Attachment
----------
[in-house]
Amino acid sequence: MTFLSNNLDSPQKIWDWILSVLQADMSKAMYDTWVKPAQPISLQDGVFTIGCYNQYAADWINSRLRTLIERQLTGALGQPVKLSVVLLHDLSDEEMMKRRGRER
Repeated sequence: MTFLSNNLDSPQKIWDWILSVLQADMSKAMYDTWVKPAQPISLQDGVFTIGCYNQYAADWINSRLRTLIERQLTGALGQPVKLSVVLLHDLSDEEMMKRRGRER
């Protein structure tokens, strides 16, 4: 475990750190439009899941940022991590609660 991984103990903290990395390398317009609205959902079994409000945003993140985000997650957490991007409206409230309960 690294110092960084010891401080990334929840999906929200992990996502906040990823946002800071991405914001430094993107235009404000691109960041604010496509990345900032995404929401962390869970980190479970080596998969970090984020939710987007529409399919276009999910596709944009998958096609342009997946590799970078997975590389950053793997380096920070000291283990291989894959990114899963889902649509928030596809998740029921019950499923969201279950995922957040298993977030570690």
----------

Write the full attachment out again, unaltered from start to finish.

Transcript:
[in-house]
Amino acid sequence: MTFLSNNLDSPQKIWDWILSVLQADMSKAMYDTWVKPAQPISLQDGVFTIGCYNQYAADWINSRLRTLIERQLTGALGQPVKLSVVLLHDLSDEEMMKRRGRER
Repeated sequence: MTFLSNNLDSPQKIWDWILSVLQADMSKAMYDTWVKPAQPISLQDGVFTIGCYNQYAADWINSRLRTLIERQLTGALGQPVKLSVVLLHDLSDEEMMKRRGRER
């Protein structure tokens, strides 16, 4: 475990750190439009899941940022991590609660 991984103990903290990395390398317009609205959902079994409000945003993140985000997650957490991007409206409230309960 690294110092960084010891401080990334929840999906929200992990996502906040990823946002800071991405914001430094993107235009404000691109960041604010496509990345900032995404929401962390869970980190479970080596998969970090984020939710987007529409399919276009999910596709944009998958096609342009997946590799970078997975590389950053793997380096920070000291283990291989894959990114899963889902649509928030596809998740029921019950499923969201279950995922957040298993977030570690």